Bamboo – Integrate API Tests & Results

Passing data from API Fortress to Atlassian Bamboo allows Bamboo users to include API Fortress test results in their CI/CD process.

Step 1: Generating a Webhook

The first step to integrating API Fortress into your CI/CD process is to grab the generated API hook for the project in question. To do so, head to the Settings panel in API Fortress. This view, seen below, can be accessed from anywhere in the application by clicking the Gear icon in the top right corner of the screen. Please note you need Manager access to generate a webhook. From Settings, click the API Hooks section and generate the hook for your project. The process can be seen in detail in the .gif below.

hook

Step 2: Select or Create a Bamboo Project

After we’ve created our webhook, calling it from within Bamboo is a fairly simple process. First, create a new project in Bamboo. You can also add to an existing project from this screen.

project

Step 3: Adding an HTTP Call

Next, we need to add an HTTP Call component and enter the webhook we generated. Depending on what you wish the call to API Fortress to trigger, you may append different routing on to the end of the webhook. The API Fortress API Documentation is located here.

httpcall

Step 4: Parsing Results

After the request is sent to the API Fortress API, we’ll need to save the JUnit data that’s returned. We do so by adding a JUnit Parser step.

junit

Once the above steps are completed and saved, the build sequence will make a call to API Fortress upon execution, receive the results of the tests, and parse the results.

summary

Integrate With Your CI/CD Platform (simple)

API Fortress was specifically built to make integrating with a CI/CD platform simple. Using our webhook you can execute API tests as part of your build and deployment flow, and get the results back in JSON or Junit format.

Step 1 – Install an HTTP Plugin

Depending on your CI/CD platform, you may need to install a plugin that allows for HTTP requests during the build process. API Fortress will need that to execute the tests.

Step 2 – Generate an API Hook

The first step to integrating API Fortress into your CI/CD process is to grab the generated API hook for the project in question. To do so, head to the Settings panel in API Fortress. This view, seen below, can be accessed from anywhere in the application by clicking the Gear icon in the top right corner of the screen. Please note you need Manager access to generate a webhook. From Settings, click the API Hooks section and generate the hook for your project.

The next step depends on what you’re trying to test. The following steps are going to assume that you wish to run all of the tests in a project. You can also run a single test, or a series of tests with a certain tag. If you would like to learn more about that please contact API Fortress.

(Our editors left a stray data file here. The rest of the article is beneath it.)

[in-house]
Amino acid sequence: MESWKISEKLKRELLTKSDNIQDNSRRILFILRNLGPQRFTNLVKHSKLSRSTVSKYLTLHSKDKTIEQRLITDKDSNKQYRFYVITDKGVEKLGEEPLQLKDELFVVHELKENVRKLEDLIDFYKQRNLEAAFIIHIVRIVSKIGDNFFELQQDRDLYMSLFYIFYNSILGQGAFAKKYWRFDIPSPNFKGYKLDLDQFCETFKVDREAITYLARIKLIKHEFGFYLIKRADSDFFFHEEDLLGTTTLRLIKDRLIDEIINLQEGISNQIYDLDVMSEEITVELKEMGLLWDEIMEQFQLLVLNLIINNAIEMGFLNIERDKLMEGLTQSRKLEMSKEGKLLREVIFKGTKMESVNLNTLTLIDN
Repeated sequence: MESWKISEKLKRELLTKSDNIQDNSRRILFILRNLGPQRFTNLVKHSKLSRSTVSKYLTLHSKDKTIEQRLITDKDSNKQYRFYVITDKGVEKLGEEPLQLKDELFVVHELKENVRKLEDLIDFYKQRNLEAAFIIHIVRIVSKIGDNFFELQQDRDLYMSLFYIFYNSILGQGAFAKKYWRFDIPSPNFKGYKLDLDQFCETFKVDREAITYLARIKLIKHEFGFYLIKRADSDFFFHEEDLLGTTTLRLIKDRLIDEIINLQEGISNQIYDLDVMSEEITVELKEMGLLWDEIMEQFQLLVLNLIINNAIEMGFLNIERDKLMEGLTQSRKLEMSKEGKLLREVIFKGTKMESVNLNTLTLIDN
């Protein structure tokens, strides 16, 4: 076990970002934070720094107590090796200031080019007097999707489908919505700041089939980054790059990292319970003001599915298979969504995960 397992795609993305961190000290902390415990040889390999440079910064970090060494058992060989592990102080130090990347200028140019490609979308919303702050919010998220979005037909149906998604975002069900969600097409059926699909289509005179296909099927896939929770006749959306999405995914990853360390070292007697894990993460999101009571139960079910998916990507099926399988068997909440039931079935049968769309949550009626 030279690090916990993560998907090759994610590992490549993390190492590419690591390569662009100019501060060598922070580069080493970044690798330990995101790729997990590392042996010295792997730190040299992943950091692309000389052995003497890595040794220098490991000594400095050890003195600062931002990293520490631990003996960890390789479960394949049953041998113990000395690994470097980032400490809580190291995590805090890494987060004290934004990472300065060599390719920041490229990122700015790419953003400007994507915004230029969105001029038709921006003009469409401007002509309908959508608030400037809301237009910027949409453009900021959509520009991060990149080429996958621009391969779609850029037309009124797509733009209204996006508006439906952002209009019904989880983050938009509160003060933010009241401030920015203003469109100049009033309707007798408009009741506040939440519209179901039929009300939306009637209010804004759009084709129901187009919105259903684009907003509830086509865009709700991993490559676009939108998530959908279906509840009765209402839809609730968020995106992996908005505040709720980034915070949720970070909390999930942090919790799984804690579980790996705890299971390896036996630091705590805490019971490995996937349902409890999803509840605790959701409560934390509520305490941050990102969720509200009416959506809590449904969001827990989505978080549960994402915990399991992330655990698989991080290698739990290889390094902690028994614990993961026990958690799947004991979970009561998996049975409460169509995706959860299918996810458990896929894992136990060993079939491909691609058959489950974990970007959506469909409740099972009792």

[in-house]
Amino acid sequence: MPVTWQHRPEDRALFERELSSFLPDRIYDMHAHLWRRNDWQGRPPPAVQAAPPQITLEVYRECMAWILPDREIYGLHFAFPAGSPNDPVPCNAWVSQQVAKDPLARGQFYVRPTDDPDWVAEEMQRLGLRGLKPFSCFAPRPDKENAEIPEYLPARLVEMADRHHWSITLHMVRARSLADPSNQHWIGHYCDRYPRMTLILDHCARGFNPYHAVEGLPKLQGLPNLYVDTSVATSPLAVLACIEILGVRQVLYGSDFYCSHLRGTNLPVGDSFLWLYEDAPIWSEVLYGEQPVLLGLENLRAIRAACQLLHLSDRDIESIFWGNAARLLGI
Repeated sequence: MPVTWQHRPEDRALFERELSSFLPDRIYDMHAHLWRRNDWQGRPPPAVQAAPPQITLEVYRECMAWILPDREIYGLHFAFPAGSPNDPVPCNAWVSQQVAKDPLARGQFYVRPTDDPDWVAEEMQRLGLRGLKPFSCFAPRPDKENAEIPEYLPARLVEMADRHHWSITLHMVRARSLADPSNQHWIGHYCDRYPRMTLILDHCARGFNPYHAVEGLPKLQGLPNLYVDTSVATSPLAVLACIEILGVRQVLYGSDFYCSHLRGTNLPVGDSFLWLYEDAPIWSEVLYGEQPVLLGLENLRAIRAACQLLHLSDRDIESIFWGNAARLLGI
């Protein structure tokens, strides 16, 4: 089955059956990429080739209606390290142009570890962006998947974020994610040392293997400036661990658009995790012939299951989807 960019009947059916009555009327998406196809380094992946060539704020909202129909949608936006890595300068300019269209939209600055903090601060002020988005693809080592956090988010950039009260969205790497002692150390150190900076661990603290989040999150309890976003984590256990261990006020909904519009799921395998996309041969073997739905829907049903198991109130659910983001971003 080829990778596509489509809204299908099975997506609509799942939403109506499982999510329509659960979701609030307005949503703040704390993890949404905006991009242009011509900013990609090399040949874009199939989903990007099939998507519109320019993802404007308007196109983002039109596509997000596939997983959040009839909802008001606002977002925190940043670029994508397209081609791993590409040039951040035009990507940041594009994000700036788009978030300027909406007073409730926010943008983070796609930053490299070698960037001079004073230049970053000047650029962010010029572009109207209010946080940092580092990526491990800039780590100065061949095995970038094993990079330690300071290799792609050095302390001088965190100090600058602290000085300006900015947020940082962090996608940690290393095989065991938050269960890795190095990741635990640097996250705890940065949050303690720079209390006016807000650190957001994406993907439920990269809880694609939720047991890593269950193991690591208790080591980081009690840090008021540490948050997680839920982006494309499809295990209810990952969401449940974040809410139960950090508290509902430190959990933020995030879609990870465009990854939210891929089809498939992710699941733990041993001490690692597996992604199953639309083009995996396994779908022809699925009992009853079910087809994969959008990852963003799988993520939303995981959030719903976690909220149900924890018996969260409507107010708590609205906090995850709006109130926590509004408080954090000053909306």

As it stands, our API hook is as follows:
https://mastiff.apifortress.com/app/api/rest/v3/86f81b19-2d29-4879-91d9-6dbb2271fec0861

The normal command to run all of the tests in the project, per the API Fortress docs is /tests/run-all, so we append this on to the end of the API call. You may need to request JUnit output. To do that simply takes some query parameters. First, we need to set sync to true, and then we can set format to JUnit. In short, we need to append ?sync=true&format=junit to the webhook call. That gives us the final API call:
https://mastiff.apifortress.com/app/api/rest/v3/86f81b19-2d29-4879-91d9-6dbb2271fec0861/tests/run-all?sync=true&format=junit

Great! If we make this API call via a browser or a tool like Postman, we can see our results in JUnit. We’re almost there.

Step 3 – Execute HTTP Call From Your Platform

From your CI/CD platform’s dashboard, you’ll need to paste the webhook call to the flow. We have more specific docs, such as for Jenkins available.

The test results can then be passed along to platforms like qTest or Zephyr in your CI/CD pipeline.

Setup Connectors (DataDog)

Here is a quick guide to setting up a DataDog integration.

  1. First, we need to generate a new API key in DataDog.
    1. Log in to your DataDog account.
    2. Mouse-over Integrations and then click API
    3. Create a new API key at the top of the view (Note: You must have Admin DataDog account access.)

datadog

  1. In API Fortress go to company settings (top right gear icon)
  2. Click on Alert Groups
  3. Create a new Alert Group (if necessary)
  4. Add recipients to the Alert Group (if necessary)
  5. Click on the Connectors icon
  6. Choose one of the DataDog connectors from the dropdown
  7. Add your DataDog API Key created previously and the DataDog host you wish the connector to pass data to.

connector

Once this process is complete, API Fortress will begin passing data to DataDog where it can be charted in any way you like!

Note: This connector shares events with Datadog, which are outages. If you would like to include performance metrics, such as latency and fetch, please let us know and we can help set that up. It requires a small script.

Load Agent Deployment

A Load Agent is a server instance that provides the simulated users in a load test. Load Testing cannot function without at least one Load Agent.

The provided files (contained in core-server.tgz) are all that you need in order to deploy a Load Agent. This tutorial will explain what changed need to be made to the files within in order to properly deploy the Load Agent.

Before starting the process, there is a step that needs to be taken for clients who received their API Fortress containers before the introduction of Load Testing.